Deadly H5N1 bird flu discovered in Pakistan

Pakistan 's beleaguered poultry industry braced for a further drop in sales after the government announced Tuesday the country's first two cases of the deadly H5N1 strain of bird flu. H5 avian influenza was detected in chickens at two farms in northwestern Pakistan last month, sending chicken sales tumbling by 40 percent, according to an industry association. The government said tests conducted in Britain confirmed the subtype to be H5N1.

The Agriculture Ministry said it had taken all necessary measures to stop it spreading further in Pakistan but urged farmers to be vigilant. "We are continuously watching to see whether there is another outbreak elsewhere (in Pakistan )," ministry spokesman Mohammed Afzal told Geo television.

Neighboring India , Iran and most recently, Afghanistan , have already reported H5N1 outbreaks, but officials confirmed this was the first in Pakistan . "This has never happened in our life. This is for the first time in our history that this (H5N1) has been reported," said Rana Mohammed Akhlaq, the ministry's deputy animal husbandry commissioner.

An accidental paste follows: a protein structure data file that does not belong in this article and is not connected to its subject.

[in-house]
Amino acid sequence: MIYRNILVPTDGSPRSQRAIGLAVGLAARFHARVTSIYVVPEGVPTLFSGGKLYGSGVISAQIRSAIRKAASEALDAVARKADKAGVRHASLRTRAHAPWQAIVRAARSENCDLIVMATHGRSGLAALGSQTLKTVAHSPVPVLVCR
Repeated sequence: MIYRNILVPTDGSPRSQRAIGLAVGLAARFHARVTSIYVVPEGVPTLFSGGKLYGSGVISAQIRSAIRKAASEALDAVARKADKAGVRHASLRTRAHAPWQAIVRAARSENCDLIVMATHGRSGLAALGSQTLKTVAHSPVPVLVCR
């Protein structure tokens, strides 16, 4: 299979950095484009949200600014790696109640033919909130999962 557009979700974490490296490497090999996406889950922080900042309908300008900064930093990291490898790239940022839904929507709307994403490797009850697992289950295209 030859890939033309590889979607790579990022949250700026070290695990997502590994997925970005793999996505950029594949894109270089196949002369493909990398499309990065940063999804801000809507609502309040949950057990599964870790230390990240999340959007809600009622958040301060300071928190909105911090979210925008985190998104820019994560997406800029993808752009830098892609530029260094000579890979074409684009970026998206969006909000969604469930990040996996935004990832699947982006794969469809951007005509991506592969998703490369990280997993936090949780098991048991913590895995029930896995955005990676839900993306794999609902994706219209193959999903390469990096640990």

Pakistan 's two cases were detected at a commercial farm in Charsadda, near Peshawar , the capital of North West Frontier Province , and at a small breeder farm in hill resort city of Abbottabad . The ministry said the farms were quarantined, 25,000 chickens slaughtered and farm workers given medical checkups. The workers were found to be free of infection.

"So far no new farm or bird has been found to be affected with the disease anywhere in the country," a ministry statement said. It urged all poultry farmers to increase the level of "bio-security" at their farms and immediately report any abnormal or high mortality among poultry.

Raza Muhammad Khursan, chairman of Pakistan Poultry Association, said chicken sales had decreased by 40 percent since last month, and expected a heavy impact from Tuesday's announcement.

"This will affect our industry heavily unless awareness is created among people that the virus was confined to only two farms and not found anywhere else in the country," he said. Khursan said that by cooking chicken well, people could avert the risk of infection for humans.

The H5N1 strain of bird flu has killed or forced the slaughter of tens of millions of chickens and ducks across Asia since 2003, and recently spread to Europe , Africa and the Middle East . Health officials fear H5N1 could evolve into a virus that can be transmitted easily between people and become a global pandemic.

That has not happened yet, but about 100 people have died from the disease worldwide, two-thirds of them in Indonesia and Vietnam , according to the World Health Organization. In 2003, between 3 million and 4 million chickens were killed in Pakistan after an outbreak of the less dangerous H7N3 strain of bird flu, reports the AP.

N.U.